Note: Most everything that is solved using Half angle formulas can also be solved using sum and difference identities. Not only that, but the answers are easier to understand. The following is a tutorial on how to use half angle identities.

Half Angle Formula-Sine

If we let θ=α/2 then 2θ = α and our formula becomes:

cos α = 1 − 2sin2 (α/2)

We now solve for

sin(α/2)

(That is, we get sin(α/2) on the left of the equation and everything else on the right):

2sin2 (α/2) = 1 − cos α

sin2 (α/2) = (1 − cos α)/2

Solving gives us the following sine of a half-angle identity:

Half Angle Identity - Sine

The sign we need depends on the quadrant. If α/2 is in the first orsecondquadrants, the formula uses the positive case, and if α/2 is in the third or fourth quadrants, the formula uses the negative case.

^Simply remember All Students Take Calculus (All/Sine/Tangent/Cosine)

Half Angle Formula-Cosine Using a similar process, with the same substitution of θ=α/2 (so 2θ = α) we substitute into the identity cos 2θ = 2cos2 θ − 1 (see cosine of a double angle)

We obtain
cosα = 2cos2α/2 − 1

Reverse the equation: 2cos2α/2 − 1 =cosα

Add 1 to both sides: 2cos2α/2 = 1+cosα

Divide both sides by 2 cos2α/2 = (1+cosα)/2

Solving for cos(α/2), we obtain:

Half Angle Identity - Cosine

In the following verification, remember that 165° is in the second quadrant, and cosine functions in the second quadrant are negative. Also, 330° is in the fourth quadrant, and cosine functions in the fourth quadrant are positive. From Figure 2 , the reference triangle of 330° in the fourth quadrant is a 30°–60°–90° triangle. Therefore, cos 330° = cos 30°.

using the half-angle identity for the cosine

To get Tan (X/2), divide the previous two identities like so...
Sin (X/2)/ Cos (X/2) = Tan (X/2)
± square root of [(1-cosx)/2] / ± square root of [(1+cosx)/2] = Tan (X/2)
± square root of [(1-cosx)/(1+cosx)] = Tan (X/2)

As before, the sign we need depends on the quadrant. If α/2 is in the first or fourth quadrants, the formula uses the positive case, and if α/2 is in the second or third quadrants, the formula uses the negative case.

Graphical Representation

Videos

This video is great for showing how to derive the half angle identities. It also has a couple of examples of how to use these identities. The answers for these examples are not quite complete though, because they have not been rationalized. When working through these types of problems, or any mathematical problem, make sure you rationalize.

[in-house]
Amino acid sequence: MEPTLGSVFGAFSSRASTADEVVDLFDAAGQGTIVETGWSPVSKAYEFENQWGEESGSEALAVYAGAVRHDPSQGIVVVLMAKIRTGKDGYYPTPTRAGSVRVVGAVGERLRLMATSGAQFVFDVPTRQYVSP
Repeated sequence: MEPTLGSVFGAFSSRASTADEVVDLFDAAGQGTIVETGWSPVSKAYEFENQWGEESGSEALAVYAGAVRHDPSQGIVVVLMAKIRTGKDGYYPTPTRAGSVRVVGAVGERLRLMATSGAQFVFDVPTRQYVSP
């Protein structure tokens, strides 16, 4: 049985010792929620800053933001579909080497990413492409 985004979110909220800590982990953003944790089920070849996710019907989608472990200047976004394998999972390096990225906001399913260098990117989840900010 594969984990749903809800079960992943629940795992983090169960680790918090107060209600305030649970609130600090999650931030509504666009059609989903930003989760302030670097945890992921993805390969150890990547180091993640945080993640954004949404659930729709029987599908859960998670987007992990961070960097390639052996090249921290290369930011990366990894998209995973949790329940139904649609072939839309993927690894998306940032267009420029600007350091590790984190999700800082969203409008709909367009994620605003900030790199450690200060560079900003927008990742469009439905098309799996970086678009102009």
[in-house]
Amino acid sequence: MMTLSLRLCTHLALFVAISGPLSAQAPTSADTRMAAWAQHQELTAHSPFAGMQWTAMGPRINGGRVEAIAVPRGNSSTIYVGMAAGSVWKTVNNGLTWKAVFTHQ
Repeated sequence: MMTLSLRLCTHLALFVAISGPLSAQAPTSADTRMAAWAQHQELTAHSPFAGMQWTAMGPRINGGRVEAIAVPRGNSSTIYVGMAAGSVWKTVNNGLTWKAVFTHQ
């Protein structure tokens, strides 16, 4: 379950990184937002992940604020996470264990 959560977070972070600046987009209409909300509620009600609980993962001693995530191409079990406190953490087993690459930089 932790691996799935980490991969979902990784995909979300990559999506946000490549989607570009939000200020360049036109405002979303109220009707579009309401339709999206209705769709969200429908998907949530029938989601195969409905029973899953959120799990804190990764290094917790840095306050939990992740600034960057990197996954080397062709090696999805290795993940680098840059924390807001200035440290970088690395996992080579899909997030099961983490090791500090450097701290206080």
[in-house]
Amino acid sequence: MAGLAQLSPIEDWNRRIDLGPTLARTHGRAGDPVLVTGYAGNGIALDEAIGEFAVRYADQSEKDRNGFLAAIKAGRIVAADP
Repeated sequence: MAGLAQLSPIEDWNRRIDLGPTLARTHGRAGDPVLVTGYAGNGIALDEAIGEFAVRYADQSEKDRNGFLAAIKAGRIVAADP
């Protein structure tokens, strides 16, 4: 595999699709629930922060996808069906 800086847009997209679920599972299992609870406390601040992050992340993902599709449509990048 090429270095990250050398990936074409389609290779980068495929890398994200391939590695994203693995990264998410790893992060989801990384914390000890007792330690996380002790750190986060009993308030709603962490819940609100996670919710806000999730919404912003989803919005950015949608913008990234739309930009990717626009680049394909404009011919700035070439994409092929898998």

:Half anglesNote: Most everything that is solved using Half angle formulas can also be solved using sum and difference identities. Not only that, but the answers are easier to understand. The following is a tutorial on how to use half angle identities.

If we let

θ=α/2

then 2θ = α and our formula becomes:

cos α = 1 − 2sin2 (α/2)

We now solve for

## sin(α/2)

(That is, we get sin(α/2) on the left of the equation and everything else on the right):2sin2 (α/2) = 1 − cos α

sin2 (α/2) = (1 − cos α)/2

Solving gives us the following

sine of a half-angleidentity:The sign we need depends on the quadrant. If α/2 is in the

first orsecondquadrants, the formula uses the positive case, and if α/2 is in thethird or fourth quadrants, the formula uses the negative case.## ^Simply remember All Students Take Calculus (All/Sine/Tangent/Cosine)

Half Angle Formula-Cosine

Using a similar process, with the same substitution of θ=α/2 (so 2θ = α) we substitute into the identity

cos 2θ = 2cos2 θ − 1 (see cosine of a double angle)

We obtain

cosα = 2cos2 α/2 − 1

Reverse the equation:

2cos2 α/2 − 1 = cosα

Add 1 to both sides:

2cos2 α/2 = 1+cosα

Divide both sides by 2

cos2 α/2 = (1+cosα)/2

Solving for cos(α/2), we obtain:

In the following verification, remember that 165° is in the second quadrant, and cosine functions in the second quadrant are negative. Also, 330° is in the fourth quadrant, and cosine functions in the fourth quadrant are positive. From Figure 2 , the reference triangle of 330° in the fourth quadrant is a 30°–60°–90° triangle. Therefore, cos 330° = cos 30°.

To get Tan (X/2), divide the previous two identities like so...

Sin (X/2)/ Cos (X/2) = Tan (X/2)

± square root of [(1-cosx)/2] / ± square root of [(1+cosx)/2] = Tan (X/2)

± square root of [(1-cosx)/(1+cosx)] = Tan (X/2)

As before, the sign we need depends on the quadrant. If α/2 is in the

first or fourth quadrants, the formula uses the positive case, and if α/2 is in thesecond or third quadrants, the formula uses the negative case.## Graphical Representation

VideosThis video is great for showing how to derive the half angle identities. It also has a couple of examples of how to use these identities. The answers for these examples are not quite complete though, because they have not been rationalized. When working through these types of problems, or any mathematical problem, make sure you rationalize.